Anne Camper
National IPO Competitor
President American Working Malinois Association



The thing you hear most often about Michael is his skill at communication, and this means both his communication with the dogs and his work with their dumber companions. Michael knows how to break an exercise into its smallest possible pieces, so that the handler and trainer can isolate the parts that are causing an issue before putting them back together (that’s the communication with the dog part). Furthermore, I’ve never seen Michael tell a handler to do something that he couldn’t explain in an appropriate level of detail. Sure, Michael is a gifted trainer, and I hate it when he takes my dog away from me to do something that I’m failing at, because he always does it better. But there are NO TRICKS. I can tell you WHY it works better with Michael than with me – his body language might be cleaner, or his marking of the correct behavior is more on target, or (one of his pet peeves) Michael’s not marking and pulling the toy out of his pocket at the same time, thereby erasing the marker! Having attended a number of his seminars, I’m always further ahead and a little bit better handler by the end than at the beginning. I hope to be able to take part in his classes when the new school is up and running – I have no doubt they’ll be awesome!

Warren Jones
Big Sky Schutzhund Club


I have been fortunate to train under, work with, and learn from Michael since 2004. In many states, in ALL climates, with radically different groups, he is thorough, helpful, and clear with his information. I pick up new things–or gain a better understanding of things I’ve heard repeatedly–with each lecture.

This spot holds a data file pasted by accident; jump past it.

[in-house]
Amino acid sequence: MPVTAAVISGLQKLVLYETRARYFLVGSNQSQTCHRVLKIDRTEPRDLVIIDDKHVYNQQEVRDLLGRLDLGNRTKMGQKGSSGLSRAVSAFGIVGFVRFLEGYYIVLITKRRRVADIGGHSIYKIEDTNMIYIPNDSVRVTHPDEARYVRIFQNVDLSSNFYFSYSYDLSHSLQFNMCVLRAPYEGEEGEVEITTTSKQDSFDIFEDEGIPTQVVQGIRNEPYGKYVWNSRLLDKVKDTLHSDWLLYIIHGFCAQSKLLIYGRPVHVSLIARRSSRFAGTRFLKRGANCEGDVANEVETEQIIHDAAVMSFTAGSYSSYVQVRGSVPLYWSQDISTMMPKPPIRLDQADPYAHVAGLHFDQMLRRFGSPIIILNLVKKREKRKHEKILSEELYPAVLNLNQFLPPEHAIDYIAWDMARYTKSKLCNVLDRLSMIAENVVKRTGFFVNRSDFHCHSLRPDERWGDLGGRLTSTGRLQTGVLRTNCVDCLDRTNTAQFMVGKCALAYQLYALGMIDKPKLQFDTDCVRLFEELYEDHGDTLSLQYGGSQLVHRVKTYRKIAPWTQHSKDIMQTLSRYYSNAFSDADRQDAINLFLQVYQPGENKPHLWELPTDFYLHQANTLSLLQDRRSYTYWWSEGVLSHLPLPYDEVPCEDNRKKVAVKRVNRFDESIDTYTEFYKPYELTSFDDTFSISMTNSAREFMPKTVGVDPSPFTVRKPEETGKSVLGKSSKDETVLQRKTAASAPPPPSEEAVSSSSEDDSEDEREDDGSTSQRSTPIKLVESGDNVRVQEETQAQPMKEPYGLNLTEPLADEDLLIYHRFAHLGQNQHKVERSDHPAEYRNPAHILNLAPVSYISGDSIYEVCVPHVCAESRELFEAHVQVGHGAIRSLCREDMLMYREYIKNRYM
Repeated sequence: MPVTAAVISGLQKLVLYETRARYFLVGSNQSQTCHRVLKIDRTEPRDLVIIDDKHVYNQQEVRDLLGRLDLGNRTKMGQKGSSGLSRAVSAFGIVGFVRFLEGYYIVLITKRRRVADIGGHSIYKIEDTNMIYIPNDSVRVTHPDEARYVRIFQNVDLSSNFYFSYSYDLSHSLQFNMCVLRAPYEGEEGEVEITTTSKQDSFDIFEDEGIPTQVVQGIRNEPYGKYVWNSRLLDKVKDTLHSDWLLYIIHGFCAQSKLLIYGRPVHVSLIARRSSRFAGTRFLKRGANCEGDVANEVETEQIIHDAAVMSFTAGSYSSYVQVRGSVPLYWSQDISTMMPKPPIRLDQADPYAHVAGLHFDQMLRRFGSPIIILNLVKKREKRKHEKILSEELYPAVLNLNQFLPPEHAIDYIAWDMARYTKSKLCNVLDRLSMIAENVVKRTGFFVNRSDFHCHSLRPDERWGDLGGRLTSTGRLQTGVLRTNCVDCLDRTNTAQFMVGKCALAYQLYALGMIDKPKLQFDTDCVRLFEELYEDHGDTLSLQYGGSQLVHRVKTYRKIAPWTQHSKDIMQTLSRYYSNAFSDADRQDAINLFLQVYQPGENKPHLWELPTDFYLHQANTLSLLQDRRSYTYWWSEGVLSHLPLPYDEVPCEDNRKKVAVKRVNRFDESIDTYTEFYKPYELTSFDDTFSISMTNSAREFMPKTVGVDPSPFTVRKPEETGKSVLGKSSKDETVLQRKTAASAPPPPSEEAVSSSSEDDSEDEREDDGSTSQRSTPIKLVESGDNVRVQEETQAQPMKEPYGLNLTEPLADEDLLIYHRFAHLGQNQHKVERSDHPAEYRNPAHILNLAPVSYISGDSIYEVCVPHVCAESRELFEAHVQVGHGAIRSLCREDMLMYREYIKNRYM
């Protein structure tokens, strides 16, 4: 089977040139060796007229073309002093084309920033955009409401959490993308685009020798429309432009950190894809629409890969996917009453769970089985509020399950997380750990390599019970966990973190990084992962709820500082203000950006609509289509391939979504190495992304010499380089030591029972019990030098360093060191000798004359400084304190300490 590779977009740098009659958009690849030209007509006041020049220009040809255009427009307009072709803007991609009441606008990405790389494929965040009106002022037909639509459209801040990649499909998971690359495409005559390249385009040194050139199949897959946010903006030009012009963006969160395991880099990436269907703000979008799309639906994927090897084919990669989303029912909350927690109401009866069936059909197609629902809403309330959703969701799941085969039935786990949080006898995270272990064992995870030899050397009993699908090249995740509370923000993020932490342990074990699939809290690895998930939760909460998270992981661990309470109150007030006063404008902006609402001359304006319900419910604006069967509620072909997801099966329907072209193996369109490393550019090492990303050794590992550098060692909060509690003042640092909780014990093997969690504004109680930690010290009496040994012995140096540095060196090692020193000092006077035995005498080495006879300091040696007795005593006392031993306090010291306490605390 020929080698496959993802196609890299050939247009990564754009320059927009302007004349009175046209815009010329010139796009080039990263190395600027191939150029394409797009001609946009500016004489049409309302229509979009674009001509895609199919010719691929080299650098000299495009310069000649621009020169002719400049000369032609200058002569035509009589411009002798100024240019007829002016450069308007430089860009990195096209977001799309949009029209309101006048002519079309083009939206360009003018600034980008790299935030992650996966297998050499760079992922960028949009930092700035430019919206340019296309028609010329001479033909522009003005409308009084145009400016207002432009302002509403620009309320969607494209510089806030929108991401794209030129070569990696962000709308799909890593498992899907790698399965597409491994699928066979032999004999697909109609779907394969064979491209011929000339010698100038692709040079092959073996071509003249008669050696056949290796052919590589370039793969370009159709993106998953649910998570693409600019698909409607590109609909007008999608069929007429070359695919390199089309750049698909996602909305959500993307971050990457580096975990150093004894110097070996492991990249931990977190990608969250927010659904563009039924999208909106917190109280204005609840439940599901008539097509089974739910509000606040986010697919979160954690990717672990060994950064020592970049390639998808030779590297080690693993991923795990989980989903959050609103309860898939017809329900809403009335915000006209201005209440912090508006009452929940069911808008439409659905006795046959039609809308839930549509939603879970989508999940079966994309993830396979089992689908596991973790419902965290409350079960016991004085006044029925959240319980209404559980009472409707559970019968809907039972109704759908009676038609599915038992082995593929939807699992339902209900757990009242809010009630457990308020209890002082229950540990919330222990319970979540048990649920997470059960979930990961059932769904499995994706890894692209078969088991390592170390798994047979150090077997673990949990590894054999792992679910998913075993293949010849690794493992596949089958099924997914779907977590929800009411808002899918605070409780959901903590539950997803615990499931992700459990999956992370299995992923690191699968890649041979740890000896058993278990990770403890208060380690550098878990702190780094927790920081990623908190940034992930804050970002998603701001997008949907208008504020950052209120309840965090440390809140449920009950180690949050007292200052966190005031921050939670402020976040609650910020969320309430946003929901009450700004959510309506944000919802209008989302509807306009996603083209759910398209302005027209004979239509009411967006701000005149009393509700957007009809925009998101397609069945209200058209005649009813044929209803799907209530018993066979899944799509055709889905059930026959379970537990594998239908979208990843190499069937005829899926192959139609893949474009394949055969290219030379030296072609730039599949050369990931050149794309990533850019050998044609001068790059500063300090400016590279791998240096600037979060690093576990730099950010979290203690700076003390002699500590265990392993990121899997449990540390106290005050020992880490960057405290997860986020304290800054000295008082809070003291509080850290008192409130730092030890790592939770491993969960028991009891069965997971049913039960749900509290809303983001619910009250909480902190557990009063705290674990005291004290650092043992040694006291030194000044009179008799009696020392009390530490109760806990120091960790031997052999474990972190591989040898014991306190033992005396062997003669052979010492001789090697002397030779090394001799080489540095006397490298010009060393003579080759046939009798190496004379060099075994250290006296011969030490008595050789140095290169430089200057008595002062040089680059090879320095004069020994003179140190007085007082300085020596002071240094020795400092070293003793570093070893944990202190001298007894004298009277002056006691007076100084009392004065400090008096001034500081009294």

In practice, he demonstrates patiently, explains what he is doing, scales his information and feedback appropriately for each participant. With metronomic consistency, he repeats without condescension or tedium the Training 101 lecture for each group. He shows how to do it; he explains why he does it this way; he gives pointers, suggestions, and corrections to the handlers as we all fumble and struggle to master the simple-yet-complex physical movements, the timing, and the understanding to make progress. His methods are not radical, nor are they unique. Michael is not unilateral in his advocacy of training theories. The process works because, as he freely admits, he has developed it from working with many people, making many mistakes himself, and adapting as he progresses. These are values he passes to his students.

Apprenticing under Michael as a decoy, I have gained great skill and understanding of the training process. The same incremental process, the step-by-step progression to develop and build a dog’s understanding and confidence applies in obedience and protection work. Michael’s patience is impressive, and his willingness to work through a rough training patch (rather than give a cosmetically pretty but unproductive show for the handler’s reassurance) reflects his respect for both dogs and handlers. To be a good training decoy, the trainer must be in the moment (problem solving and adapting a plan as a situation shifts and dictates), but s/he must have a clear idea of what AND why the exercises are happening for each dog. S/he needs to be confident, humble (willing to admit mis-steps and alter the plan if necessary), and flexible; the ego must be in check–training the dog is not glamorous. These are traits I have gained from my time with Michael.